Monitoring the condition of a river, stream, or lake includes gathering physical, chemical, biological, and habitat data. Comprehensive studies often gather all these parameters in great detail, while lighter assessment events will involve sampling physical, chemical and biological data such as macroinvertebrates. Aquatic macroinvertebrates and fish communities integrate watershed or catchment condition, providing great insight into overall ecosystem health. Chemical and habitat parameters tell researchers more about human induced problems including contaminated runoff, point source dischargers, or habitat issues that foster or limit the potential of aquatic communities to thrive in a given area. Wisconsin's Water Monitoring Strategy was recenty updated.

Grants and Management Projects

Monitoring Projects

Watershed Characteristics

Pompey Pillar Creek is located in the Otter and Morrey Creeks watershed which is 198.69 miĀ². Land use in the watershed is primarily forest (53.60%), grassland (24.60%) and a mix of agricultural (14.10%) and other uses (7.70%). This watershed has 437.57 stream miles, 351.55 lake acres and 5,785.74 wetland acres.

Nonpoint Source Characteristics

This watershed is ranked Not Ranked for runoff impacts on streams, Low for runoff impacts on lakes and High for runoff impacts on groundwater and therefore has an overall rank of High. This value can be used in ranking the watershed or individual waterbodies for grant funding under state and county programs.However, all waters are affected by diffuse pollutant sources regardless of initial water quality. Applications for specific runoff projects under state or county grant programs may be pursued. For more information, go to surface water program grants.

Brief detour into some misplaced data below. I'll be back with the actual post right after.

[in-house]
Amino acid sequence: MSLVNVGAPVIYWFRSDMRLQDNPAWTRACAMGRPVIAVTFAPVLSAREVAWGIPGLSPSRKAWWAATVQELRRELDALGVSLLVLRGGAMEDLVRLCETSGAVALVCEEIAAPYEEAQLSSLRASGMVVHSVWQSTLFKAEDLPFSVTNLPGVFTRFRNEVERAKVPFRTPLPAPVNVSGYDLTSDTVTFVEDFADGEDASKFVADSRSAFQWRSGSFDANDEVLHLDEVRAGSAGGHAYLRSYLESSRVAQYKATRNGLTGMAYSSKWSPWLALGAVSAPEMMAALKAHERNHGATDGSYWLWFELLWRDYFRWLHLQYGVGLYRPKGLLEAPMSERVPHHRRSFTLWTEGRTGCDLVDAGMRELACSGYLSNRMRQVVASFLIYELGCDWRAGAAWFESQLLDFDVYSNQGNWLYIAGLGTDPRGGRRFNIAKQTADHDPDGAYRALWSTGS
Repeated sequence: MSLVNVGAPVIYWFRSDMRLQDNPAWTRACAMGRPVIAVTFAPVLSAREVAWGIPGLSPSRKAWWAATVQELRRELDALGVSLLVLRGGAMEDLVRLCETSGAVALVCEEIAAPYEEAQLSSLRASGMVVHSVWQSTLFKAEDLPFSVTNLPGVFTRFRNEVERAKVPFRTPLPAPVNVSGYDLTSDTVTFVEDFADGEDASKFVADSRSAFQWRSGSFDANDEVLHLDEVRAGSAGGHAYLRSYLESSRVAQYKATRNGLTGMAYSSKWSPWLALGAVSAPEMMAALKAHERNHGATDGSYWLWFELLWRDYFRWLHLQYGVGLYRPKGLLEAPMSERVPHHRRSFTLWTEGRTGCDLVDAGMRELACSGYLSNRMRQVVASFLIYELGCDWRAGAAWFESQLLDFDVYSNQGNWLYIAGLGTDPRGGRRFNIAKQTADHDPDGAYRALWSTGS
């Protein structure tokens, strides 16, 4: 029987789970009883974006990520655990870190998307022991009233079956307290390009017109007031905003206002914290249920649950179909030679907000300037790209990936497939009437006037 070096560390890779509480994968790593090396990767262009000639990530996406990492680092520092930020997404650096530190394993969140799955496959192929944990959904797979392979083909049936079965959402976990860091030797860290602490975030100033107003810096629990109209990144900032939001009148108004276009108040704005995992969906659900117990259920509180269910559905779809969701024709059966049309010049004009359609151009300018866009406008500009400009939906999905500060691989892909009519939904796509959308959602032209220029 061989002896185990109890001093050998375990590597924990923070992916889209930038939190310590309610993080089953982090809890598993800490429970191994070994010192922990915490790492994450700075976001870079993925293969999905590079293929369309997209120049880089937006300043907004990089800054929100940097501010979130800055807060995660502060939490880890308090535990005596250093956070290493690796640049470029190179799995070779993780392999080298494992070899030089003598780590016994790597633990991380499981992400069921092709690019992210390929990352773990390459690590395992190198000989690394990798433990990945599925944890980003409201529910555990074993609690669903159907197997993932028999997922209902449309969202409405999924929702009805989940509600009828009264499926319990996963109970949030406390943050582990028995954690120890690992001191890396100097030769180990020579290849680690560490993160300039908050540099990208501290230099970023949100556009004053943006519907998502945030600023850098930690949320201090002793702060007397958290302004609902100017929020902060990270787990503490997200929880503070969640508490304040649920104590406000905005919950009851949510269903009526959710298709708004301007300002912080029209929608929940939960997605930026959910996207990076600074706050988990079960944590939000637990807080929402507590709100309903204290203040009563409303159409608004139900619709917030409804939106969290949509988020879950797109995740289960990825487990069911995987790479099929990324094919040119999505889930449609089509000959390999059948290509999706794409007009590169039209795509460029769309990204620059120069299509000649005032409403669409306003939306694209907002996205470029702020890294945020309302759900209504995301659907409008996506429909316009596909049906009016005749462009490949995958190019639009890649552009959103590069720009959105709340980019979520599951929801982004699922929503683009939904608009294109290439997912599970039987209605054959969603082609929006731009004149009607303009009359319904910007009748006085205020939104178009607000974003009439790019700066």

Natural Community

Pompey Pillar Creek is considered a Cool-Cold Headwater under the state's Natural Community Determinations.

Natural communities (stream and lake natural communities) represent model resultsand DNR staff valiation processes that confirm or update predicted conditions based on flow and temperature modeling from historic and current landscape features and related variables. Predicated flow and temperatures for waters are associated predicated fish assemblages (communities). Biologists evaluate the model results against current survey data to determine if the modeled results are corect and whether biological indicators show water quaity degradation. This analysis is a core component of the state's resource management framework. Wisconsin's Riverine Natural Communities.

Cool (Cold-Transition) Headwaters are small, usually perennial streams with cold to cool summer temperatures. Coldwater fishes are common to uncommon (<10 per 100 m), transitional fishes are abundant to common, and warm water fishes are uncommon to absent. Headwater species are abundant to common, mainstem species are common to absent, and river species are absent.